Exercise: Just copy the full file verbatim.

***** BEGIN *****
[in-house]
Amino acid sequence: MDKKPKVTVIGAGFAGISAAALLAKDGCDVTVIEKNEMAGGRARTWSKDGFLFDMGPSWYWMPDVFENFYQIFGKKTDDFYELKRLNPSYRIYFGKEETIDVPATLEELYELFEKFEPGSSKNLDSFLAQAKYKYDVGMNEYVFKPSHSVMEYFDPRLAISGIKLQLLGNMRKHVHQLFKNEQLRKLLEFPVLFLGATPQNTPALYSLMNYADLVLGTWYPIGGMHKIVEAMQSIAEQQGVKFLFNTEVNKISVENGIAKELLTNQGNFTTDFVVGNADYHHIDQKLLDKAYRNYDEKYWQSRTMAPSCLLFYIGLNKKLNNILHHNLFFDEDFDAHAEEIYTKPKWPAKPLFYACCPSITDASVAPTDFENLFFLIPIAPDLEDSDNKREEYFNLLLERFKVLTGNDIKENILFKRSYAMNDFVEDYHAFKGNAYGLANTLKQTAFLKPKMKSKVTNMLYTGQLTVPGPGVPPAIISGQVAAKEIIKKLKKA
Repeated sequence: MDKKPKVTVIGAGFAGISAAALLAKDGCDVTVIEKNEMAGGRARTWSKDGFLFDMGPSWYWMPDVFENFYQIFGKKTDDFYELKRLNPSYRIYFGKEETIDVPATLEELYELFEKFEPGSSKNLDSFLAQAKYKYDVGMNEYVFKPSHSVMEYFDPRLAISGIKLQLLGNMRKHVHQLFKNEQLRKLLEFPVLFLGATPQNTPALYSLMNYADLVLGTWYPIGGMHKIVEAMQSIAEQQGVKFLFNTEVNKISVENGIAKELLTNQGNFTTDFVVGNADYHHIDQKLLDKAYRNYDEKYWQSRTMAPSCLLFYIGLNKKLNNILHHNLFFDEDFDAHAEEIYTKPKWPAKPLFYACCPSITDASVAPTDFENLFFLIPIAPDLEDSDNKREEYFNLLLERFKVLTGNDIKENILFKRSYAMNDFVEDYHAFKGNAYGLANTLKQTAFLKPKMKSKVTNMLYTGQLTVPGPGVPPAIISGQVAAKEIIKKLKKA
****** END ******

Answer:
[in-house]
Amino acid sequence: MDKKPKVTVIGAGFAGISAAALLAKDGCDVTVIEKNEMAGGRARTWSKDGFLFDMGPSWYWMPDVFENFYQIFGKKTDDFYELKRLNPSYRIYFGKEETIDVPATLEELYELFEKFEPGSSKNLDSFLAQAKYKYDVGMNEYVFKPSHSVMEYFDPRLAISGIKLQLLGNMRKHVHQLFKNEQLRKLLEFPVLFLGATPQNTPALYSLMNYADLVLGTWYPIGGMHKIVEAMQSIAEQQGVKFLFNTEVNKISVENGIAKELLTNQGNFTTDFVVGNADYHHIDQKLLDKAYRNYDEKYWQSRTMAPSCLLFYIGLNKKLNNILHHNLFFDEDFDAHAEEIYTKPKWPAKPLFYACCPSITDASVAPTDFENLFFLIPIAPDLEDSDNKREEYFNLLLERFKVLTGNDIKENILFKRSYAMNDFVEDYHAFKGNAYGLANTLKQTAFLKPKMKSKVTNMLYTGQLTVPGPGVPPAIISGQVAAKEIIKKLKKA
Repeated sequence: MDKKPKVTVIGAGFAGISAAALLAKDGCDVTVIEKNEMAGGRARTWSKDGFLFDMGPSWYWMPDVFENFYQIFGKKTDDFYELKRLNPSYRIYFGKEETIDVPATLEELYELFEKFEPGSSKNLDSFLAQAKYKYDVGMNEYVFKPSHSVMEYFDPRLAISGIKLQLLGNMRKHVHQLFKNEQLRKLLEFPVLFLGATPQNTPALYSLMNYADLVLGTWYPIGGMHKIVEAMQSIAEQQGVKFLFNTEVNKISVENGIAKELLTNQGNFTTDFVVGNADYHHIDQKLLDKAYRNYDEKYWQSRTMAPSCLLFYIGLNKKLNNILHHNLFFDEDFDAHAEEIYTKPKWPAKPLFYACCPSITDASVAPTDFENLFFLIPIAPDLEDSDNKREEYFNLLLERFKVLTGNDIKENILFKRSYAMNDFVEDYHAFKGNAYGLANTLKQTAFLKPKMKSKVTNMLYTGQLTVPGPGVPPAIISGQVAAKEIIKKLKKA